Thursday, April 2, 2009 | 1 a.m.
- Ease on smoking ban among 100-plus new measures (3-23-2009)
A new federal tax that increased the government's cut from every pack of cigarettes sold by about 62 cents went into effect Monday, but smokers have already been paying the additional cost for about a month.
At the Green Valley Smoke Shop at Pecos and Windmill roads on Wednesday afternoon, part-owner Nic Petrcaro said all the brands he sells raised their prices to cover the additional tax, as well as a little bit extra to cover anticipated drops in sales.
Petrcaro said he's hearing his customers grumble about the increase. Some have switched to cheaper brands; some have taken up electronic cigarettes.
Many have threatened to quit, he said, but only one or two regulars have stopped coming into the shop since the prices went up.
"It's the same stuff: 'I'm going to quit now, but give me a carton for the last time,'" Petrcaro said. "Same old, same old."
The new tax, which raises the federal excise tax on tobacco to a little more than $1 per pack, will fund an expansion of the State Children's Health Insurance Plan (SCHIP), which provides health care for children of households that make too much money to qualify for Medicare, but can't afford private health insurance.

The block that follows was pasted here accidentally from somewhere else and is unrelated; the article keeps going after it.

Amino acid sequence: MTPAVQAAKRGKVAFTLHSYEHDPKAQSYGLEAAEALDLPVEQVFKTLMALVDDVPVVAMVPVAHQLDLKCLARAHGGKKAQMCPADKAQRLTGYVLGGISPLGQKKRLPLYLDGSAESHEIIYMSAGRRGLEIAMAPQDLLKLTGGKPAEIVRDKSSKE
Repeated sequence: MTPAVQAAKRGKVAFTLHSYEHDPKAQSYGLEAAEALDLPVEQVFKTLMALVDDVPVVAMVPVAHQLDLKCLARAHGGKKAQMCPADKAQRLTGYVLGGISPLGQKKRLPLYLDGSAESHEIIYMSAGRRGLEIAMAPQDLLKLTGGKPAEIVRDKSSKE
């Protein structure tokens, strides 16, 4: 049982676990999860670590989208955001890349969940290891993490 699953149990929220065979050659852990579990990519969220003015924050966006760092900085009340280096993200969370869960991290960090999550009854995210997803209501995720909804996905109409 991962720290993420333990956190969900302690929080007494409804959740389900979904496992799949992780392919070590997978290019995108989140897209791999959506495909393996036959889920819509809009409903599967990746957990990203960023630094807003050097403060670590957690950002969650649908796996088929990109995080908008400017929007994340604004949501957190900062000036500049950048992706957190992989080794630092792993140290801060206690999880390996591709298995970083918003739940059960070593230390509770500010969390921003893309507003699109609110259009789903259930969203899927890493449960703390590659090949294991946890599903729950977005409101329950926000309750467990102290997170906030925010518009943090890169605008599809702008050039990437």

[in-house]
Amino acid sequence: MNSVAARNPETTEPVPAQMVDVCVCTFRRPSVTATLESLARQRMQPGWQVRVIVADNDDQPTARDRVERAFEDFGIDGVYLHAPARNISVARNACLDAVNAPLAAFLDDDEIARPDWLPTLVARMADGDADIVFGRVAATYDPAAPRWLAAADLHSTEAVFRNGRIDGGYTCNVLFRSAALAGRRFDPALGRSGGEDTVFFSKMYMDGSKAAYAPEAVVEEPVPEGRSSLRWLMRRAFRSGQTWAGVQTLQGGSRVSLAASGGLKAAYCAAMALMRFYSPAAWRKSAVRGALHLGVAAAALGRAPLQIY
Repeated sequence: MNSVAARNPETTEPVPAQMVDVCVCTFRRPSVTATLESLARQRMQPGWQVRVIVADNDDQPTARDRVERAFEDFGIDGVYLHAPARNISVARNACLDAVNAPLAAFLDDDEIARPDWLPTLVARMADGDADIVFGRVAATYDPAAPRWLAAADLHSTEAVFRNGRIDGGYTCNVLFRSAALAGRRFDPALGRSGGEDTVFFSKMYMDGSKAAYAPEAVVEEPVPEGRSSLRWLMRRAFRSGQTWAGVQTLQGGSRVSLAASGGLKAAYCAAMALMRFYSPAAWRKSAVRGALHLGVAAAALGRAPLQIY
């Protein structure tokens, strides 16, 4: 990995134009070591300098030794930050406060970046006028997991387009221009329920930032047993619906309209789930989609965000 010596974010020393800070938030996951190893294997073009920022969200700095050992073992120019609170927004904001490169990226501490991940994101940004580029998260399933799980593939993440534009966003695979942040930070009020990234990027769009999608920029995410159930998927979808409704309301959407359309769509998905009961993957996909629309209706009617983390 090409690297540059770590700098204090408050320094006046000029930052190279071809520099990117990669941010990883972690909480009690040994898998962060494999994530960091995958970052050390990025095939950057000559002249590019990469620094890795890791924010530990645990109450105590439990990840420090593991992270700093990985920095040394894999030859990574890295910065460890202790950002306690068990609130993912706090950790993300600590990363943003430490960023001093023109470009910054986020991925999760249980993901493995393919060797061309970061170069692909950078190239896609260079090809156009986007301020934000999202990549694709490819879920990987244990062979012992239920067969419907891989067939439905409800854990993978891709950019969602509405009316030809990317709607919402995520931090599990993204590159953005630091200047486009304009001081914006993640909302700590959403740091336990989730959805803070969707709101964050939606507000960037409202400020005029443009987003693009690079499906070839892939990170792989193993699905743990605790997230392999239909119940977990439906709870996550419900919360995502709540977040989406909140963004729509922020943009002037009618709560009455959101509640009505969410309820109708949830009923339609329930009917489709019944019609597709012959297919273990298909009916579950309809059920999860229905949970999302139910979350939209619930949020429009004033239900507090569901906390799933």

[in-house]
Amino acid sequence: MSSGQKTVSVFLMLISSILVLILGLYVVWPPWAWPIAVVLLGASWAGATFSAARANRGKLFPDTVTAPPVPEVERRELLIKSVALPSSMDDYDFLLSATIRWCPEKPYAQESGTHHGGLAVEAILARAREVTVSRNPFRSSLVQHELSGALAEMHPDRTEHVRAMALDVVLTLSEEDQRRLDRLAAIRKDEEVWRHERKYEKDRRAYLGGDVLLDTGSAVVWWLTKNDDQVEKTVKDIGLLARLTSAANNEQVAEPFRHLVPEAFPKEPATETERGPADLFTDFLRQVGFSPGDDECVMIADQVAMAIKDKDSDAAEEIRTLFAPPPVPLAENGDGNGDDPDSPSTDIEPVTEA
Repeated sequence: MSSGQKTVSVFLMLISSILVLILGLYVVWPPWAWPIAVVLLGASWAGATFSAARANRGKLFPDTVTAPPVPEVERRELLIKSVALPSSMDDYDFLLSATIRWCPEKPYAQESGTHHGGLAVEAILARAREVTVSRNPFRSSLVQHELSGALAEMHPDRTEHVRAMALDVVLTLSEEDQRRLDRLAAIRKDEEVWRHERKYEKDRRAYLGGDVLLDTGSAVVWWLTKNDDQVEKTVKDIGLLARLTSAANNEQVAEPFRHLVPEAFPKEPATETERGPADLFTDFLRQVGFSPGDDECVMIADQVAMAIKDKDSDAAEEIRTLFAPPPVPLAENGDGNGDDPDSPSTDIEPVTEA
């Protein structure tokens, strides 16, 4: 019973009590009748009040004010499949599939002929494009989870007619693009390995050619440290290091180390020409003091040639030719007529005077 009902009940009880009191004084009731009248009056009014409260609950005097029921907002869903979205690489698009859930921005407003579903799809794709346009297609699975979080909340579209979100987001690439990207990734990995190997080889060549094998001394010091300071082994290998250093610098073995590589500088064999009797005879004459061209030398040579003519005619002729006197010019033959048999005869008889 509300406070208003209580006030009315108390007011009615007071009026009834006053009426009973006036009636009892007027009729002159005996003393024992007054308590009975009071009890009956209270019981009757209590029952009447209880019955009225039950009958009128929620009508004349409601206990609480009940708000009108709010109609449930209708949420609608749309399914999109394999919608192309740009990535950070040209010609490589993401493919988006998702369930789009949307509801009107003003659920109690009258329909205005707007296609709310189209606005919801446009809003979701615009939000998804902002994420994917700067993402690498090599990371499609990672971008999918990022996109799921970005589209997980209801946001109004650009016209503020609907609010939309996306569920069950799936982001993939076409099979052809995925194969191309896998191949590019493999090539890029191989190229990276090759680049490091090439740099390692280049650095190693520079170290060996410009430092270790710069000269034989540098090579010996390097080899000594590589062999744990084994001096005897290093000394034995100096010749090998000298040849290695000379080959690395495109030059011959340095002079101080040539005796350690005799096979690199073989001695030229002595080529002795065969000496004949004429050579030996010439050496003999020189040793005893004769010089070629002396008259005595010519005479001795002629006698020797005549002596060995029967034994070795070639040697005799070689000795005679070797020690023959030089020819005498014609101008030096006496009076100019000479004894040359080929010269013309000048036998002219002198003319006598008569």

Petrcaro said he understands the business of tax increases on cigarettes and is used to them, but said this is the largest single increase he's ever seen and worries about how it will affect business.
Glori Papadopoulos, a regular at Green Valley Smoke Shop, had nothing good to say about the tax increase after paying $40 for a carton of Misty Lights — which a month ago cost her less than $31.
The biggest problem, she said, is that the new cigarette tax is unfair when compared with other vice taxes.
"Beer, wine and whiskey — those taxes didn't go up the same, and (people drinking) are the ones out there driving drunk and hurting people," Papadopoulos said.
She said the new price won't get her to quit — she's tried patches, pills and hypnosis, and none of them have worked. She's a big supporter for anti-smoking programs for youth, she said, but has given up on the notion of quitting.
"(Quit) at my age? No way," Papadopoulos said. "Not at my age."
Another Green Valley customer, Greg Bilal, said Nevada smokers still don't pay as much as smokers in other parts of the country, because of varying state taxes on cigarettes.
"I guess (the new tax) isn't that big of a shock to me," Bilal said. "I've lived on the East Coast, where we pay $8 to $10 for a pack."
That may not last long, however.
Petrcaro said his biggest concern is with the Nevada Legislature, where a bill has been introduced that would increase the state's tax on cigarettes by an additional $1 a pack. The increase, part of Assembly Bill 255, would provide additional funding for Nevada's CHIP and health care for pregnant women.
"People have already accepted this price, but now Nevada is talking about raising the state tax by another $10 per carton," he said. "That would be a killer."